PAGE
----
7 Dalton’s Atomic Theory (1808) All matter is composed of extremely small particles called atomsAtoms of a given element are identical in size, mass, and other properties; atoms of different elements differ in size, mass, and other propertiesJohn DaltonAtoms cannot be subdivided, created, or destroyedAtoms of different elements combine in simple whole-number ratios to form chemical compoundsIn chemical reactions, atoms are combined, separated, or rearranged
8 Modern Atomic TheorySeveral changes have been made to Dalton’s theory.Dalton said:Atoms of a given element are identical in size, mass, and other properties; atoms of different elements differ in size, mass, and other propertiesModern theory states:Atoms of an element have a characteristic average mass which is unique to that element.
9 Modern Atomic Theory #2 Dalton said: Atoms cannot be subdivided, created, or destroyedModern theory states:Atoms cannot be subdivided, created, or destroyed in ordinary chemical reactions. However, these changes CAN occur in nuclear reactions
10 Discovery of the Electron In 1897, J.J. Thomson used a cathode ray tube to deduce the presence of a negatively charged particle.Cathode ray tubes pass electricity through a gas that is contained at a very low pressure.The rays showed that the charge to mass ratio of the negative particles was always the same, no matter the gas used.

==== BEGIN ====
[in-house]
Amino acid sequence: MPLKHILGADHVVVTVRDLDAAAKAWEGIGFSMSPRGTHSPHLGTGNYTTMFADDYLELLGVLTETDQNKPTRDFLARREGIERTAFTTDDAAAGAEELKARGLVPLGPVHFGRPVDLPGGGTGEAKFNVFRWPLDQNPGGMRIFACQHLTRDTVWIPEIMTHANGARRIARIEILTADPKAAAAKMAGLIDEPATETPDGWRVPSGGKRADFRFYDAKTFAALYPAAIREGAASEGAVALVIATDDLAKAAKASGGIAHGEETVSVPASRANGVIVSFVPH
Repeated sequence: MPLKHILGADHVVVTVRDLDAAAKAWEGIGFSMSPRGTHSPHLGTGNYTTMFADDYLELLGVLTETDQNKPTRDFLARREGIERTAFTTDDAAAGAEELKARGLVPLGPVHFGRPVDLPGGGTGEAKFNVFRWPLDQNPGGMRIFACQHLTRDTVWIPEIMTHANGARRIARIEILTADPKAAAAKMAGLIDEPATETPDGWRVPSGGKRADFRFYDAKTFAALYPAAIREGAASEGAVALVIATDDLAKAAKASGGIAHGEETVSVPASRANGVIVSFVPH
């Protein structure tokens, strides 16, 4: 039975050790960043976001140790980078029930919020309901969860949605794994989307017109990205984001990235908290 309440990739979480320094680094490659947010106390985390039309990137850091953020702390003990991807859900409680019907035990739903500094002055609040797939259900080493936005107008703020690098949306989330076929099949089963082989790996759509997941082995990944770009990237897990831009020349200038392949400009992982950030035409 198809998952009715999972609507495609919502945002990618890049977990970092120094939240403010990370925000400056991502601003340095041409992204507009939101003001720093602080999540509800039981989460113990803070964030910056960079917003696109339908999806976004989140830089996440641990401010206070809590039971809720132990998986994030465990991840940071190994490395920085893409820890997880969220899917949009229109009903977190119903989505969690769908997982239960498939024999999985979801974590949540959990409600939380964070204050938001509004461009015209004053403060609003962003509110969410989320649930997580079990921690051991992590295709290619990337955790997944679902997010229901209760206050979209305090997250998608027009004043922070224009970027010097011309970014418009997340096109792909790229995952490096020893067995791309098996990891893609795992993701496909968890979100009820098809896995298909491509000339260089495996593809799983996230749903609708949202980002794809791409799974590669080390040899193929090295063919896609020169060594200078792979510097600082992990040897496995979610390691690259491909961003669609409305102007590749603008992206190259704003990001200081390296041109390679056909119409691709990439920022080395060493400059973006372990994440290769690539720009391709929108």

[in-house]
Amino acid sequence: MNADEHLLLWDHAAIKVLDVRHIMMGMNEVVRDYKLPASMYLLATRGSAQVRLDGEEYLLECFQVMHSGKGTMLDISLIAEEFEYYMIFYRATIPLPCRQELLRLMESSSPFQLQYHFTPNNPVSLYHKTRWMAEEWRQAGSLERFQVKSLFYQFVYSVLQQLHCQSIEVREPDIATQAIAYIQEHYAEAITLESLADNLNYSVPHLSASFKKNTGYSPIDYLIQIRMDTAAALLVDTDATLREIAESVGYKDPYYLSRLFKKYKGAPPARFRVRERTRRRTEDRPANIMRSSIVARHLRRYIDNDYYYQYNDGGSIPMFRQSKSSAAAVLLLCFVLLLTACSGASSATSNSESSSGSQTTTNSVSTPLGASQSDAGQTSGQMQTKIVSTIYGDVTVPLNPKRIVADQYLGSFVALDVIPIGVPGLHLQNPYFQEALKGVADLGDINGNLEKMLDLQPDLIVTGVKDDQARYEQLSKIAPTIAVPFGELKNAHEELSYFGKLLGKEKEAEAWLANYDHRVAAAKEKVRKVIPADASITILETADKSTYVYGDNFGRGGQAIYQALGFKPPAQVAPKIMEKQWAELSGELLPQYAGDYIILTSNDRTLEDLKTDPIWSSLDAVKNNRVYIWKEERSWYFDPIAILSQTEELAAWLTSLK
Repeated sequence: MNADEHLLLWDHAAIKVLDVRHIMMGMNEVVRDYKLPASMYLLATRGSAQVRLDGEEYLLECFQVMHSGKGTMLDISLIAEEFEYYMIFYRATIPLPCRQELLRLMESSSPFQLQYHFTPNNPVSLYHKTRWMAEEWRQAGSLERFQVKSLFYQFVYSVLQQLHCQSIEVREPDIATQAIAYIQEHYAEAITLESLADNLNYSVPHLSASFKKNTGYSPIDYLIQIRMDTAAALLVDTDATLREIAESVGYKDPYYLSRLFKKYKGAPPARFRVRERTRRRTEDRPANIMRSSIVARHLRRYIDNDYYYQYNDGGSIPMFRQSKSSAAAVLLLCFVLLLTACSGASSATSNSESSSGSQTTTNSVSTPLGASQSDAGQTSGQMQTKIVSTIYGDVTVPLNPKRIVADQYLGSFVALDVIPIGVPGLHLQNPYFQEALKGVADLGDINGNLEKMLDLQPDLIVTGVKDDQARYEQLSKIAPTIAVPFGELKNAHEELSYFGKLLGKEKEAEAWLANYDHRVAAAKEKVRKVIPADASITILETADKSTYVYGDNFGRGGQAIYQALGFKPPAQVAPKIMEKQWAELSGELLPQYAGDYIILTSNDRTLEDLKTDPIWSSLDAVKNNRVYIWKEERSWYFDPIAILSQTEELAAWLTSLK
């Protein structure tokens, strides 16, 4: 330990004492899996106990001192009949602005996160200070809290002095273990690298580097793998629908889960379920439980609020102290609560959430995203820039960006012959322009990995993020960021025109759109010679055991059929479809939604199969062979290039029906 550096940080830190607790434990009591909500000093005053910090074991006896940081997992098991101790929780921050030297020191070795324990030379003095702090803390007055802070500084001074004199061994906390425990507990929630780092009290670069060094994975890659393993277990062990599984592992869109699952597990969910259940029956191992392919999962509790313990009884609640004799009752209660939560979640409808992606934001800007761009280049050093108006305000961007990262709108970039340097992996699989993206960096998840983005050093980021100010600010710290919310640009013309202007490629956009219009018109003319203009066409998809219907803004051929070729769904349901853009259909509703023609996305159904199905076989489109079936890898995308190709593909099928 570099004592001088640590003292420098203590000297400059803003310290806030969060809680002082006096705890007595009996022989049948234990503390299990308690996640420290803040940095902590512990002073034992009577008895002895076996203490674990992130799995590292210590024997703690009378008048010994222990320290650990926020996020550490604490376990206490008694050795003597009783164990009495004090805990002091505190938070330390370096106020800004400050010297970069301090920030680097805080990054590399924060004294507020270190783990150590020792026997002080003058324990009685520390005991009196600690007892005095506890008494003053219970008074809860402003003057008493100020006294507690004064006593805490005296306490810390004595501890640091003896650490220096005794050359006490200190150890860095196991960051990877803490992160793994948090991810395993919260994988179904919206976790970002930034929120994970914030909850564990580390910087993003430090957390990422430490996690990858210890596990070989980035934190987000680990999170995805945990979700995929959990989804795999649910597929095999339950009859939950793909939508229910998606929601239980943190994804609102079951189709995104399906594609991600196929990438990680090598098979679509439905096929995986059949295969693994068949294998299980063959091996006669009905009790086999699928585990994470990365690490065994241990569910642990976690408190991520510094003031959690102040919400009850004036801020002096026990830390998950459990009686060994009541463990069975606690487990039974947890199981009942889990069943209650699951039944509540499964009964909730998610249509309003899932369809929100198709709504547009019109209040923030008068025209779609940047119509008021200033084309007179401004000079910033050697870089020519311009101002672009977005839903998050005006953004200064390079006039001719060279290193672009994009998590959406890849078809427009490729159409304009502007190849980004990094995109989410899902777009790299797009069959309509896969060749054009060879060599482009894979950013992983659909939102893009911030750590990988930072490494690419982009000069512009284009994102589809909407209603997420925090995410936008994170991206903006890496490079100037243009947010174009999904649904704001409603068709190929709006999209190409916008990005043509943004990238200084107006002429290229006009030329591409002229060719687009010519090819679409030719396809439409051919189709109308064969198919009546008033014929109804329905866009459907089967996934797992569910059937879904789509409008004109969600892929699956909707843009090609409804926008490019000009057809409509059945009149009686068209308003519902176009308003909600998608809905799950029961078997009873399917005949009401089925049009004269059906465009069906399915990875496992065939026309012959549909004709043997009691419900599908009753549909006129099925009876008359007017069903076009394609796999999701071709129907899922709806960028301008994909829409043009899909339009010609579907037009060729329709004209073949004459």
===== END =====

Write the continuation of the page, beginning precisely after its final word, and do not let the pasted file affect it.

11 Thomson’s Atomic Model J.J. ThomsonThomson believed that the electrons were like plums embedded in a positively charged “pudding,” thus it was called the “plum pudding” model.
12 Mass of the Electron1909 – Robert Millikan determines the mass of the electron.Mass of the electron is9.109 x kgThe oil drop apparatus
13 Conclusions from the Study of the Electron Cathode rays have identical properties regardless of the element used to produce them. All elements must contain identically charged electrons.Atoms are neutral, so there must be positive particles in the atom to balance the negative charge of the electronsElectrons have so little mass that atoms must contain other particles that account for most of the mass
14 Rutherford’s Gold Foil Experiment Alpha particles are helium nucleiParticles were fired at a thin sheet of gold foilParticle hits on the detecting screen (film) are recorded